Istanbul: The Ephemeral Charm

I visited Istanbul in January and spent 18 days in this weirdly charming yet frustrating city.

I was born in Istanbul and spent 17 years there before leaving for college. My life there consisted of going back and forth between home and school and occasionally meeting up with friends at a cafe, which I would be driven to and from by my parents. Needless to say, I never really got to experience the city until recently.

After spending a year abroad, I finally returned to my hometown in October. I only spent 5 days in Istanbul and it showed me all its beauties. I got to catch up with friends, enjoy the best of Turkish cuisine, and enjoy a couple glasses of black tea by the shore while inhaling the salty smell of the Marmara Sea. The hours that passed by strolling in Kadikoy, (a vibrant neighbourhood by the sea on the Anatolian side) drinking artisan coffee in cosy cafes, visiting vintage stores, and admiring the clandestine beauty of the labyrinthine streets were priceless. Although I had to bare with the tedious bus ride back home, spending time in Moda and Kadikoy almost turned the agony into a pleasurable suffering.

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However, the pleasurable suffering of bus rides I had encountered in October shortly turned into annoying waits when I visited in January, and after day 10 of my visit, they became absolutely unbearable.

Like a light that attracts moths, this radiant city is a gem that burns and poisons those who stay too long. Too long of a stay transforms Istanbul into a monstrous aggregation of road rage on concrete newly poured on the death-bed of acres of forests.

After the first week, the dazzling view from the Bosphorus Bridge was no longer what I associated with it, the bridge merely became the artery of traffic, an artery with slow blood flow due to high stress and cholesterol. The sound of the bridge was that of furious car honks rather than the serene ripple of the sea below or the singing seagulls.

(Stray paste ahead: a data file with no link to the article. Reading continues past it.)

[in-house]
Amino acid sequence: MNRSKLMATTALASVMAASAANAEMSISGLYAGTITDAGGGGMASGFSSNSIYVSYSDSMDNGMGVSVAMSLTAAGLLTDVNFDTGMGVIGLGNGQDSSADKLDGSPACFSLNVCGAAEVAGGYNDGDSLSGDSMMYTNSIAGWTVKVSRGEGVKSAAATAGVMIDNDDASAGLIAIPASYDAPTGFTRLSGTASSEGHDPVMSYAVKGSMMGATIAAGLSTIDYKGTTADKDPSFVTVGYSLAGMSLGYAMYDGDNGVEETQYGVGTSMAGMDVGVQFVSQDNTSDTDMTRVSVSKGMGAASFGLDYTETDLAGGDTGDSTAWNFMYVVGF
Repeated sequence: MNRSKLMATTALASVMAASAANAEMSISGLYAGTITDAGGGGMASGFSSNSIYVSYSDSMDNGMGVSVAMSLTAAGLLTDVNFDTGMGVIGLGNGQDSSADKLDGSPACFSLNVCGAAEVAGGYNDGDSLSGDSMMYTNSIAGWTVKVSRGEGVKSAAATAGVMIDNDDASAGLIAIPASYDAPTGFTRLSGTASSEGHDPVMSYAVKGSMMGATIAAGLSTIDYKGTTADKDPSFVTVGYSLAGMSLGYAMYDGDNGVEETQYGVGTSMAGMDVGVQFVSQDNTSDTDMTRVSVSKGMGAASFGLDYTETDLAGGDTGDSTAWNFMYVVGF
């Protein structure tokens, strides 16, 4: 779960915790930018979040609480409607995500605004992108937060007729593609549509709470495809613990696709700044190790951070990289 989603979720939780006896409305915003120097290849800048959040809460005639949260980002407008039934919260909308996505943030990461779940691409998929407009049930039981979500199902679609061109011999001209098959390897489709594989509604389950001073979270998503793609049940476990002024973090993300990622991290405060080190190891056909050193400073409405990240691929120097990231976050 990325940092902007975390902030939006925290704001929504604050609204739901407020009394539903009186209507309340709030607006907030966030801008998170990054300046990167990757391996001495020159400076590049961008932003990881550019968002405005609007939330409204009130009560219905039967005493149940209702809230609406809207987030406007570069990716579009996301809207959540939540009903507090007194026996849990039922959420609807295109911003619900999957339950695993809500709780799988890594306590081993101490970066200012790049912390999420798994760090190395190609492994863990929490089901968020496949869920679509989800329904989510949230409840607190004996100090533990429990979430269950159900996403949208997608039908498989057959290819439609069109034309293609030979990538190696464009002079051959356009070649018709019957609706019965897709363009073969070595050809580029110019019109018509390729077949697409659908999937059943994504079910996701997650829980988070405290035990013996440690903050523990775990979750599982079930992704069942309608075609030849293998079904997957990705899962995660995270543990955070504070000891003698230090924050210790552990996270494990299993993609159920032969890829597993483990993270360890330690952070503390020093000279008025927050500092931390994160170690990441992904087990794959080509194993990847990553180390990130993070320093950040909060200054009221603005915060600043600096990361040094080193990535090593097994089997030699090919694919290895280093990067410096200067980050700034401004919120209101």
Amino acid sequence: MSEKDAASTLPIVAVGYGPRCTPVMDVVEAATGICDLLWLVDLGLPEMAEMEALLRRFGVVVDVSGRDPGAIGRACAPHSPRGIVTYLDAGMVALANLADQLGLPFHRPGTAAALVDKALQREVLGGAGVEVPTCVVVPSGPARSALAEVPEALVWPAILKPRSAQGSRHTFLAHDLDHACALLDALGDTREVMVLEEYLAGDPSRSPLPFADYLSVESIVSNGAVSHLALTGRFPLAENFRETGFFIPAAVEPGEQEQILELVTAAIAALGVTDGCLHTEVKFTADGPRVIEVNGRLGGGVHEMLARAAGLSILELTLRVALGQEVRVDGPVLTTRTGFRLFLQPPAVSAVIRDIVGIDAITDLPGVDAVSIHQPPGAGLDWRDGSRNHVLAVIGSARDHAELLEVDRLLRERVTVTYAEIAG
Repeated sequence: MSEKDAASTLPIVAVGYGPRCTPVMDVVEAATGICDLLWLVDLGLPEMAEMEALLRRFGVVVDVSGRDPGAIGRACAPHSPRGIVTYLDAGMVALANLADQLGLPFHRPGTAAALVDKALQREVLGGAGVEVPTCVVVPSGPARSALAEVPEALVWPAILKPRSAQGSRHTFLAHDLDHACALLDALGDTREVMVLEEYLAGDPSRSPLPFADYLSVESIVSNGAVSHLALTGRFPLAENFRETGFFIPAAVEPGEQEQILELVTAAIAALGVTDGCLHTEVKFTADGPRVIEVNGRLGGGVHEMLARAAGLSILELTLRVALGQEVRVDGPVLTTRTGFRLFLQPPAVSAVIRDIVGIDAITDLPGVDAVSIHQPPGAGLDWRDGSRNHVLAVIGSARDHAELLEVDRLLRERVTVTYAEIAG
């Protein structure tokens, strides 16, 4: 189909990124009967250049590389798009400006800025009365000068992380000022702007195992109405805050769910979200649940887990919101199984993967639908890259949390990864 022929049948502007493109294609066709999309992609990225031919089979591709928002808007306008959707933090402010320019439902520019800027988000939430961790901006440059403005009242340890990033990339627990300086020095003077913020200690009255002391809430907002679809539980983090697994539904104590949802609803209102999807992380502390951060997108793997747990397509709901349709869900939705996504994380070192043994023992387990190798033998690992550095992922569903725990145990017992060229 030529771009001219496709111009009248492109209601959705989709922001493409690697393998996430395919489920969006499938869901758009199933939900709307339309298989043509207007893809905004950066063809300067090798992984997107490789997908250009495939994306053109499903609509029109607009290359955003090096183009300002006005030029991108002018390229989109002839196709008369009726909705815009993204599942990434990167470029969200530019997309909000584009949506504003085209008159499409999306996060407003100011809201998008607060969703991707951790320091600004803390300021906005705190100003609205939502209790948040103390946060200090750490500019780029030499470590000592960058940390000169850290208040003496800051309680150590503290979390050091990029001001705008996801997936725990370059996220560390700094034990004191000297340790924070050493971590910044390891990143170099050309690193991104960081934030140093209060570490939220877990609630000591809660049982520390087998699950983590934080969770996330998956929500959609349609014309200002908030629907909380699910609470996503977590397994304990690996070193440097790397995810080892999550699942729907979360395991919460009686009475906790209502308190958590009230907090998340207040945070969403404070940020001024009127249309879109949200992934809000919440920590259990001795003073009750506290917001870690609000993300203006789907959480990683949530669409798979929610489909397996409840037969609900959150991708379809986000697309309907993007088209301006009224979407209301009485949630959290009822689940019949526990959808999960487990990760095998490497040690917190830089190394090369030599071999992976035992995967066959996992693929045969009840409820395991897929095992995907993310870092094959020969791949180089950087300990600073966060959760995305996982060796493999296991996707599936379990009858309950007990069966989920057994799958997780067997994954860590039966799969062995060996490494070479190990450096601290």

Here’s a paragraph from my journal entry during my stay there:

” In Istanbul, I lose my ability to think, to ponder and daydream. I cannot do anything merely productive or practical when left to my own authority. Although this sense of freedom from all thoughts is somewhat meditating for a few days, it soon turns into an existential frustration. My time here is spent mostly on public transport, going from one mind-numbing shopping centre to another just a few miles down the road. My time on the bus is completely futile, it vanishes along the road, it diffuses so quickly that it is almost as if the days there are a couple hours shorter so you get older faster. The only way to survive the bus rides, the rapid procession of a disturbingly harsh break with a sudden acceleration, is to numb your mind, to delete all thoughts in your brain and let your body sway with the nauseating motion. The bus is usually filled with bodies to the point that an outside prospector can see the abstract composition of coats, hands and sometimes even faces pressed up against the doors. So, attempting to do anything useful or entertaining is simply inconsiderable. “

The amount of time wasted going from one place to another is quite tragic for the residents, however for the visitor, it can be worthwhile to endure to see the beauties of the city.

On the bright side, the art scene is quite impressive. There are numerous independent movie theatres, mostly in central locations, which show independent movies from all over the world. My personal favourite is the one in Kadikoy called Rexx. Moda Sahnesi, in Kadikoy as well, is equally comfortable and easy to find. Moda Sahnesi is also a very high-quality theatre, every play I have seen there have been very high quality, and the plays usually star famous actors.

Although there are quite a lot of theatres and cinemas around Istanbul, there is a lack of galleries and museums on the Asian side, exhibitions seem to be accumulated on the European side. I have another blog post coming up about specific exhibitions I visited during my time in Istanbul so make sure to check that out in a couple of days!

Nevertheless, Istanbul is a completely unique, weirdly charming city, a must-see destination. The clash of western and eastern cultures, the culinary scene, and the dazzling views of the Bosphorus are one of a kind!

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